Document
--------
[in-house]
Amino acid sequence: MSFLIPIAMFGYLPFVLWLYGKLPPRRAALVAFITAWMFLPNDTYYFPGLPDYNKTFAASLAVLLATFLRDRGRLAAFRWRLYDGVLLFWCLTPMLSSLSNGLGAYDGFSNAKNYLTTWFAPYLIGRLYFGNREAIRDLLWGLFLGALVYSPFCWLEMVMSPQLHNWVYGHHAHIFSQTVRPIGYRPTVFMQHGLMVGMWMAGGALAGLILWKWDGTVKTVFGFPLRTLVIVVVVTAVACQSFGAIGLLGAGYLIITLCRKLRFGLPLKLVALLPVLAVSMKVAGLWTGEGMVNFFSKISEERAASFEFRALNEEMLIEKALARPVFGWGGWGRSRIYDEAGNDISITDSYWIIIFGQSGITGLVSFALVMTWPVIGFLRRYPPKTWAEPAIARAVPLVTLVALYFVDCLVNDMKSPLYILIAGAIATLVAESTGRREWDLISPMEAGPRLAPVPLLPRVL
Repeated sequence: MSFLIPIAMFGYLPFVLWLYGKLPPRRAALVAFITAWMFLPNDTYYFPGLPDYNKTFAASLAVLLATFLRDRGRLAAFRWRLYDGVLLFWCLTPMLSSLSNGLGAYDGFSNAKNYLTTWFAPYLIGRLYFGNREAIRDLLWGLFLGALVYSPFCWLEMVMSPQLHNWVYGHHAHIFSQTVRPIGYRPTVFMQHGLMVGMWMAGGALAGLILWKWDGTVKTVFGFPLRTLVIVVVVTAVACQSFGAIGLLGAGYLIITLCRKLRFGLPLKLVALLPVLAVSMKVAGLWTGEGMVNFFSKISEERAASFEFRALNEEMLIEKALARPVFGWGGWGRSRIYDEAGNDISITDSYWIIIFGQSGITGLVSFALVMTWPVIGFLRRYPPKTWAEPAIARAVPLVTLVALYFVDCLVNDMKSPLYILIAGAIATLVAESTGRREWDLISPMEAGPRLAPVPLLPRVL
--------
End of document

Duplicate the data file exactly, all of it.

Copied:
[in-house]
Amino acid sequence: MSFLIPIAMFGYLPFVLWLYGKLPPRRAALVAFITAWMFLPNDTYYFPGLPDYNKTFAASLAVLLATFLRDRGRLAAFRWRLYDGVLLFWCLTPMLSSLSNGLGAYDGFSNAKNYLTTWFAPYLIGRLYFGNREAIRDLLWGLFLGALVYSPFCWLEMVMSPQLHNWVYGHHAHIFSQTVRPIGYRPTVFMQHGLMVGMWMAGGALAGLILWKWDGTVKTVFGFPLRTLVIVVVVTAVACQSFGAIGLLGAGYLIITLCRKLRFGLPLKLVALLPVLAVSMKVAGLWTGEGMVNFFSKISEERAASFEFRALNEEMLIEKALARPVFGWGGWGRSRIYDEAGNDISITDSYWIIIFGQSGITGLVSFALVMTWPVIGFLRRYPPKTWAEPAIARAVPLVTLVALYFVDCLVNDMKSPLYILIAGAIATLVAESTGRREWDLISPMEAGPRLAPVPLLPRVL
Repeated sequence: MSFLIPIAMFGYLPFVLWLYGKLPPRRAALVAFITAWMFLPNDTYYFPGLPDYNKTFAASLAVLLATFLRDRGRLAAFRWRLYDGVLLFWCLTPMLSSLSNGLGAYDGFSNAKNYLTTWFAPYLIGRLYFGNREAIRDLLWGLFLGALVYSPFCWLEMVMSPQLHNWVYGHHAHIFSQTVRPIGYRPTVFMQHGLMVGMWMAGGALAGLILWKWDGTVKTVFGFPLRTLVIVVVVTAVACQSFGAIGLLGAGYLIITLCRKLRFGLPLKLVALLPVLAVSMKVAGLWTGEGMVNFFSKISEERAASFEFRALNEEMLIEKALARPVFGWGGWGRSRIYDEAGNDISITDSYWIIIFGQSGITGLVSFALVMTWPVIGFLRRYPPKTWAEPAIARAVPLVTLVALYFVDCLVNDMKSPLYILIAGAIATLVAESTGRREWDLISPMEAGPRLAPVPLLPRVL